Monday, October 15, 2018

Focus Assist in Windows 10 not working and Settings crashing

I am writing this post to let people know why a particular annoying problem happens on Windows 10 with regards to notifications. Before it was called "Focus Assist" it was called "Quiet hours" and you would turn it on to make annoying notifications not show while you were working or playing. After a Windows update, Microsoft renamed it to Focus Assist and turned it into a more complex setting, rather than on/off. But then the problems appeared.

Symptoms:
  • Notification traybar bubble is white (outline filled) and going over with the mouse it either says nothing or says "1 notification"
  • When you click on it, it shows no notifications and the bubble remains filled
  • If you right-click it, none of the options in the Focus Assist menu seem to be working and none are checked
  • If you go to Settings and click on Focus Assist, Settings crashes with no error message
  • You also may have Avast antivirus installed

People have been tracking the problem on this Microsoft forum: Settings app crashes accessing "Focus Assist" settings and here are our findings:

  1. The problem comes from Avast (or some other source) turning off the Windows Push Notifications User Service. Turning it on, restores Focus Assist functionality.
  2. Avast has something called Silent Mode, which many people use because Avast started pushing all these annoying messages lately
  3. In the Avast configuration (go to Menu , Settings, Components, scroll down the page until Performance, Do Not Disturb Mode, then Customize) there is a setting called "Silence notifications from 3rd-party apps". By default it's on. Turn it off and Avast will no longer kill the service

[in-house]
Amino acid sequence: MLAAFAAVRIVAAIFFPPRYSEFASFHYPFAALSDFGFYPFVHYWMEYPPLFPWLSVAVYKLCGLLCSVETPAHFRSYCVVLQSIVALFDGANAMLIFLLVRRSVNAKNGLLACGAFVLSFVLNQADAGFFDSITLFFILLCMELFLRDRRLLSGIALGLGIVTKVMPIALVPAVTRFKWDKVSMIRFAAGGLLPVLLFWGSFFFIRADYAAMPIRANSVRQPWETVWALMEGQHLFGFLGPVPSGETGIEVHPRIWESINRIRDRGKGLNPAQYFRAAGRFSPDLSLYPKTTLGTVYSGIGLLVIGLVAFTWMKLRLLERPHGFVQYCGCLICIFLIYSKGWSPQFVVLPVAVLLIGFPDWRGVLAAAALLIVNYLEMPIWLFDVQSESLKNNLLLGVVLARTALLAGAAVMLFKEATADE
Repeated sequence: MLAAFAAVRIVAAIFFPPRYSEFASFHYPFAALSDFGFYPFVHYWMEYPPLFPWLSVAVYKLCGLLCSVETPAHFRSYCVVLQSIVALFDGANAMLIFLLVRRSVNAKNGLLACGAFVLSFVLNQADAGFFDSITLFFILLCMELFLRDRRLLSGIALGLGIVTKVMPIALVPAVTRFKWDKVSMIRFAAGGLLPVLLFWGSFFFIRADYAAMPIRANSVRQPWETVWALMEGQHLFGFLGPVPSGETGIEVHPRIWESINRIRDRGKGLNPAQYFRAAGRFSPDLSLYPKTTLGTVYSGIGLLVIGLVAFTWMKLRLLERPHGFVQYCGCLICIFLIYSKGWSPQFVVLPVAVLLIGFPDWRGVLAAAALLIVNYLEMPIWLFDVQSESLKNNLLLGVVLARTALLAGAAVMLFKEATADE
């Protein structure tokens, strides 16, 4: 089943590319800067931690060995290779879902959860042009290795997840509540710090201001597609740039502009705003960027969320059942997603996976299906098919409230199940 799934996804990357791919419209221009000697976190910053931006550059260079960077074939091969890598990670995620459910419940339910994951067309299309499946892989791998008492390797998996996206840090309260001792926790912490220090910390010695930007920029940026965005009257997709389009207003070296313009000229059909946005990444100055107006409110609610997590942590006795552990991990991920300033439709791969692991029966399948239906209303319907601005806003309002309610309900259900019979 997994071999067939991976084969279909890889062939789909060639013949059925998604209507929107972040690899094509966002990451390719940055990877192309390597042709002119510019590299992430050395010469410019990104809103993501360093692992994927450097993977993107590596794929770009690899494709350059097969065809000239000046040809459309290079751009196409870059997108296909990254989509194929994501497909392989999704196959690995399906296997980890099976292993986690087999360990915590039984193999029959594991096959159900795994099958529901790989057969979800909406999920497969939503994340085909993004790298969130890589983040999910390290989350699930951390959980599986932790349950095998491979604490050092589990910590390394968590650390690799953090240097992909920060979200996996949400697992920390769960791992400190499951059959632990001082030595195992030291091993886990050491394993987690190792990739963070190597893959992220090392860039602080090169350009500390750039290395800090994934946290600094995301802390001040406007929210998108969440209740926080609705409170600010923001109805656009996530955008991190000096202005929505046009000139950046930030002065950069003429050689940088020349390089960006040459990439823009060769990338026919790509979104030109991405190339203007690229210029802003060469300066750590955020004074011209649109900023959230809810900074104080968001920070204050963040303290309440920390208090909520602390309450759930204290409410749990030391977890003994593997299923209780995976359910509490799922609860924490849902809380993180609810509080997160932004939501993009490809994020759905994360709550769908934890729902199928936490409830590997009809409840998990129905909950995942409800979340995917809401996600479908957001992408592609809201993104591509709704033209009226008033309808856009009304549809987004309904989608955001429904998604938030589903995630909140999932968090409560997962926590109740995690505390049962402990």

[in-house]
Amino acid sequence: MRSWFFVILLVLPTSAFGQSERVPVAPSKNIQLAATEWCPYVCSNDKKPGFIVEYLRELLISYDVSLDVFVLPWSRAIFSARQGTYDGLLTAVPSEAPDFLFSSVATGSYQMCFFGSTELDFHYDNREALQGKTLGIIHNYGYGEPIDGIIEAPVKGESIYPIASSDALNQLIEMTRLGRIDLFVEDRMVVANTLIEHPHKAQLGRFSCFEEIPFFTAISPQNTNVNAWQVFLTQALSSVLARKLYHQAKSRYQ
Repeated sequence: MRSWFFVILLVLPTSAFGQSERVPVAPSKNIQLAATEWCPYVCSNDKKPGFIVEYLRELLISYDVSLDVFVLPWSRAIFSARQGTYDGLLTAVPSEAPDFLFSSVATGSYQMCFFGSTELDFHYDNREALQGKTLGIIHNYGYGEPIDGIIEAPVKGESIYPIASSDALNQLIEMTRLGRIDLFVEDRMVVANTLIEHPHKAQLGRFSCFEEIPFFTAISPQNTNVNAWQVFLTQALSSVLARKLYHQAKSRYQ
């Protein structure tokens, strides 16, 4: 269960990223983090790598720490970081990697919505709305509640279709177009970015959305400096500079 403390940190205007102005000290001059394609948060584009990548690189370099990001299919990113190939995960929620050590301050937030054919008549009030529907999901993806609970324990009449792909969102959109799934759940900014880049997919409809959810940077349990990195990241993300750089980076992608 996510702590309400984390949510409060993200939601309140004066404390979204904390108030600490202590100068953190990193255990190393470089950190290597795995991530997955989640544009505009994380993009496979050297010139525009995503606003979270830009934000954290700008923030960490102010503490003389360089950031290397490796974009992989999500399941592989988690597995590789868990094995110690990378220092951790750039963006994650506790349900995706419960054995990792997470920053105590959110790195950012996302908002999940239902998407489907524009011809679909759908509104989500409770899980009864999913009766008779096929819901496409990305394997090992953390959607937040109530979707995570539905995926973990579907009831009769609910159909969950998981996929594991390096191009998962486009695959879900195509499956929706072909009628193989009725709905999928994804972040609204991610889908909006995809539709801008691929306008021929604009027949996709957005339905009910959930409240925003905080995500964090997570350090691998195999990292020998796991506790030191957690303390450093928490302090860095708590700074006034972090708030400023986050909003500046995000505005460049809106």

4. If the cause of this behavior is different from Avast's silent mode, let me know. An immediate fix is to go to Services (services.msc), scroll down to Windows Push Notifications User Service (followed by underscore and some meaningless numbers and letters) and make sure it is started.


Hope this helps.

Thursday, October 11, 2018

A Conjuring of Light (Shades of Magic #3), by V.E. Schwab

book cover A Conjuring of Light ends the Shades of Magic trilogy, although apparently a new trilogy set in the same universe is on its way. All the major threads are closed, although some of them felt a little forced and some of the drama was clearly artificial. But at least it all ends, which is one of the major reasons I read this book, only to see how Victoria Schwab's characters will end up.

I felt that this was the more ambitious volume of the three in the series, with all three Antari having to interact, with foreign dignitaries stuck in the royal palace while it was under siege from a demented magical creature who believed itself a god, with ties with families and past revealed, with new places and new magic. However, the book was quite inconsistent. For example, there is a plan to use a spell to seal the god in a body. When it is inside one, they forget about it and fight him with knives and fire and what not. There is a spell that could restore Kell's memory. He wonders if he should use it, then we forget about it. As for Grey London (ours) and Black London (the one where the creature originated), they are completely ignored.

The personalities of the characters also change a lot, with everyone acting brave and selfless (sometimes to stupidity) as if forgetting we are talking about a ruthless street thief, a killer turned sociopath by years of torture and so on. To me it seemed as if the author wanted a tough story, but she couldn't help turning it into a classic hero quest with a happy ending.

Bottom line: I had fun reading the series, but I won't continue with the next trilogy. It's not bad, but it's not above average either.

Wednesday, October 03, 2018

Maintain boolean state in CSS? Use label and for with a hidden checkbox.